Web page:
Meet Tyler. She crossed the great divide from “Blog Buddy” to “Real Life Friend” when I had the honor to meet her TWICE! Which is crazy because she lives in a foreign country (Canada). Because she has so many children, I listen intently as she imparts any kind of parenting wisdom. I’m so excited she agreed to contribute to this series. Please welcome my friend Tyler Rowan to The Scoop on Balance.
The Ideal Homemaker
I am a wife. I am mom to five kids, ages 16, 12, 11, 9, and 6.5. I am a homemaker. My main job is the unpaid work that goes on here at home to keep our family functioning.
Whether you’re a stay-at-home mom like I currently am, a mom who works outside the home, a mom who works at/from your house, or some combination thereof, you’re probably familiar with the demands of home-making. (Side note: For the record, I tried the whole “working mom” thing for a couple years recently – it nearly killed me! Being a mom is HARD work, y’all; being a working mom – just wow. You are heroes! Let’s face it, we’re all heroes. We just wear different uniforms. End side note.)
The title “homemaker” brings certain images to mind…
Empty laundry hampers, because the laundry is washed, dried, folded, and put away immediately.
Clean toilet seats (and floors surrounding the toilets) and sinks, because the bathrooms are scrubbed down daily.
Floors devoid of crumbs, tufts of dog hair, dust bunnies, and random toys.
Countertops, shelves, and corners that are neat and orderly; not consisting of piles of “stuff.”
Home-cooked, healthy meals EVERY day.
Children who are bathed regularly (at least every second day or so)!
Oh, and a mother who is wearing cute clothes, has done her makeup, and wears a smile to top it all off.
Basically, the ideal homemaker describes my antithesis.
My front room, meant for entertaining guests. Note the many piles of many things everywhere. And the wooden, painted Nativity on the bookshelf that still hasn’t been put away.
Recently, I went to a meeting at the house of a mom I’d never met. My mind was blown! The cleanliness was palpable. No dust or dirt, no clutter, no crumbs. Valentine’s Day was approaching and she had a tree decorated with hearts and red and pink streamers in her living room! It was 10am and there was something quite delectable simmering in her crockpot for that evening’s dinner. She wore cute jeans (not “mom” jeans) and a trendy top, had her hair curled and her make-up on. And she was super nice, to boot!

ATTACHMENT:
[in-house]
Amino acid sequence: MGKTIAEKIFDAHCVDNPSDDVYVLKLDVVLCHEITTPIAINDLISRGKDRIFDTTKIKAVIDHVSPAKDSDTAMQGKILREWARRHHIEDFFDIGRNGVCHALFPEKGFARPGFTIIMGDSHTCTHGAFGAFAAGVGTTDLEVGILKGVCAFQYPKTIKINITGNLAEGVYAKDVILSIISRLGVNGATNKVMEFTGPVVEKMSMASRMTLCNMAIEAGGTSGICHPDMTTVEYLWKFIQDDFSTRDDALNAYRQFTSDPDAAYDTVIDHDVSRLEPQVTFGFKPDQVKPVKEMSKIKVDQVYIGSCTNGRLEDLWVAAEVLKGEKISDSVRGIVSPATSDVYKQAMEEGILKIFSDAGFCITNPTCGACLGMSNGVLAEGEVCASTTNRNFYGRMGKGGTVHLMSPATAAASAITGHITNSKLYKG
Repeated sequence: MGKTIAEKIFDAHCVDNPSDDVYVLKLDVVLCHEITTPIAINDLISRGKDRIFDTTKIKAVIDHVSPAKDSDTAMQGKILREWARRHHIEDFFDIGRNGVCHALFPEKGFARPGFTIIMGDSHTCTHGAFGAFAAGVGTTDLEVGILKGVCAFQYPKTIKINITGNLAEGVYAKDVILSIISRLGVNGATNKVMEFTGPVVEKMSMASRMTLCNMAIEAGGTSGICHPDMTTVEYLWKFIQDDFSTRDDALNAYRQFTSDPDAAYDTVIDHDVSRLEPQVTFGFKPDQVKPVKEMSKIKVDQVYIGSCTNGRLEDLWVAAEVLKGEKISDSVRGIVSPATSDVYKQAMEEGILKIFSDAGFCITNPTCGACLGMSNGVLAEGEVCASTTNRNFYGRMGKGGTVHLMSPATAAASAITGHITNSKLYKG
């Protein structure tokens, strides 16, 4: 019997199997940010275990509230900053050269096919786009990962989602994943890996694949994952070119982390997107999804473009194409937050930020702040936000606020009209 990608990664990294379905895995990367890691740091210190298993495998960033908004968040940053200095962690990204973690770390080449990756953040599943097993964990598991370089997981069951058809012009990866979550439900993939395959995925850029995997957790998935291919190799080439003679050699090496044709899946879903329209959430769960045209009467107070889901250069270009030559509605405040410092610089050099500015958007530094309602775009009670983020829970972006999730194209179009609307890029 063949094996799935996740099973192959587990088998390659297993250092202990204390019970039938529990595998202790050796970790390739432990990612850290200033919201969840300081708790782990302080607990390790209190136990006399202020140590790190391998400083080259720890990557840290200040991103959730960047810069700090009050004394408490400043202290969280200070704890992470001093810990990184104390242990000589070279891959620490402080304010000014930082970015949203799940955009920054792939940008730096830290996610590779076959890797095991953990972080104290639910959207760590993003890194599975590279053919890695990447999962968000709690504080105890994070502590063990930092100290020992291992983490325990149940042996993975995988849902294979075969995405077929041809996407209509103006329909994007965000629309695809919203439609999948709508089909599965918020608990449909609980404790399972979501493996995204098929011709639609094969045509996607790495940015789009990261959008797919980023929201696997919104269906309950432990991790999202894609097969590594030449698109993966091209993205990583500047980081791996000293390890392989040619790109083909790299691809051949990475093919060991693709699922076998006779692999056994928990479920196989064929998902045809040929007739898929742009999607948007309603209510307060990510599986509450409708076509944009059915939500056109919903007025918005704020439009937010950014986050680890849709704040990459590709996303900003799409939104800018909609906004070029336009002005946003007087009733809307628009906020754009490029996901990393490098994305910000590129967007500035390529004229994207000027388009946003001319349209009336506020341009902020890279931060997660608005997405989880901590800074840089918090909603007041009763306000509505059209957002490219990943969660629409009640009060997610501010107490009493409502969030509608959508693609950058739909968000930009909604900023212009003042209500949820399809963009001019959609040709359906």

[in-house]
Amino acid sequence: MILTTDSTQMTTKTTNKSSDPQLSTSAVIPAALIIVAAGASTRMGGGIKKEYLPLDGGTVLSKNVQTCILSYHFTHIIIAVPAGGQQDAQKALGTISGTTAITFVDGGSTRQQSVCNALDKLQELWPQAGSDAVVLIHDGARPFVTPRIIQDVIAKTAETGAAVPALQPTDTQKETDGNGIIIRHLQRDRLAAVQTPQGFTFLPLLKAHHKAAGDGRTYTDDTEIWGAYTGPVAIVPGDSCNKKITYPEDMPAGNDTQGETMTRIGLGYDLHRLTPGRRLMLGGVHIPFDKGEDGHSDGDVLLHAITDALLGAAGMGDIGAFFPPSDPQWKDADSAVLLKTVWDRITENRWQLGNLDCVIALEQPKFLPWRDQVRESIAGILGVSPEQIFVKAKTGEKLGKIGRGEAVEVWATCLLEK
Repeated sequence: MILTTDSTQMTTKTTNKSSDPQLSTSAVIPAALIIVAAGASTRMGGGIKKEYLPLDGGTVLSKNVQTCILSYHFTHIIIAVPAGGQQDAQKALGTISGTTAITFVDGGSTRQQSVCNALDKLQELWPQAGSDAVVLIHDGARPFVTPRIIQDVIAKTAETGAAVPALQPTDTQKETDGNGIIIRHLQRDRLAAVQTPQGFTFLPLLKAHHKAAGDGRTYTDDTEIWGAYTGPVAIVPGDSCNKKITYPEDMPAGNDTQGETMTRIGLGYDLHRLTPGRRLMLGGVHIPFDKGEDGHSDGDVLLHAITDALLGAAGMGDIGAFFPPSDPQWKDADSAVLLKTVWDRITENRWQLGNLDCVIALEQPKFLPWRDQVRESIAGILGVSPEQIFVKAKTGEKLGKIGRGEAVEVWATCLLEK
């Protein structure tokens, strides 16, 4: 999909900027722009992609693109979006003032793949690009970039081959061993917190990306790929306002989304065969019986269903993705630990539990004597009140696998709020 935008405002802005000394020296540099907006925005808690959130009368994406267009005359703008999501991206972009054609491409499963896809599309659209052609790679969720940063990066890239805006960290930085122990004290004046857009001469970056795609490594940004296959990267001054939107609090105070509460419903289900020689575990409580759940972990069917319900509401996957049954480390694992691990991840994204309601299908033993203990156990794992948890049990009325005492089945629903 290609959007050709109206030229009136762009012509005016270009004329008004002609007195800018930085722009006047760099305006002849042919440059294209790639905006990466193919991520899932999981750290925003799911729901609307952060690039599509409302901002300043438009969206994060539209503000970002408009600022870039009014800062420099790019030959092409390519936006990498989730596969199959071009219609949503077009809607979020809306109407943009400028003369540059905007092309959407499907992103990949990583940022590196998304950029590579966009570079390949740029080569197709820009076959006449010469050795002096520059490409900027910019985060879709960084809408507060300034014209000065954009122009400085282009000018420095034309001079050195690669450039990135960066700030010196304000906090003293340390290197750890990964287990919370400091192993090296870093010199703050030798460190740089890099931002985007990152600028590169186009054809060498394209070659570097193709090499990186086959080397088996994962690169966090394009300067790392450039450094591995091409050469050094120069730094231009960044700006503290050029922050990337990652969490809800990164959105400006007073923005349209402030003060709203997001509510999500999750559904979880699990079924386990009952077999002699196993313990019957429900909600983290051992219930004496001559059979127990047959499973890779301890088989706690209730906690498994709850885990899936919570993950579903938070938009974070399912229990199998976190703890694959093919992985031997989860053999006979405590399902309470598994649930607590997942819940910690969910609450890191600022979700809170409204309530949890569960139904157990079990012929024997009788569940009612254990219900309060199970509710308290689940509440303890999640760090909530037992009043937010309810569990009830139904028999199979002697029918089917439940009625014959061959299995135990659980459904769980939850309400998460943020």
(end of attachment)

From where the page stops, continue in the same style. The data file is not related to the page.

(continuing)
I loved her, envied her, and hated her all the same time.
When I compared her home to mine, my homemaking skills fell very, very short. Clearly, I thought, she is a good mom and, by comparison, I am not.
I can’t tell you where I ever got the idea that I had to be an amazing homemaker in order to be considered a good mom. Or that those of us who are not-so-amazing in the homemaking department are not-so-good moms. But I do know it’s not just me.
I know I’m not the only one who’s entered the less-than-tidy house of a friend and secretly gloried over the fact that at least my house isn’t that bad. I am certain that others have entered one of those ah-may-zing houses (like the one I described above) and been convinced that I have to do better. Each of us has an unwritten standard in our minds for the ideal homemaker (aka, the good mom).
It’s all part of The Comparison Trap Sandy speaks of.
Comparison crushes our confidence, our creativity, and our contentment.
THE LIE: A Good Mom is a Great Homemaker
Lie #1: There is a minimum standard; a line that separates the good homemakers from the rest of us. Falling below that line pushes us into two categories that we really don’t want to fall into: bad homemaker and bad mother.
Lie #2: There is a magic formula to being a good homemaker. Doing certain things at certain times, following a special routine, working our way methodically through the “good housekeeping” checklist – all these things will keep us above the line. Then we will be good homemakers (aka good mothers).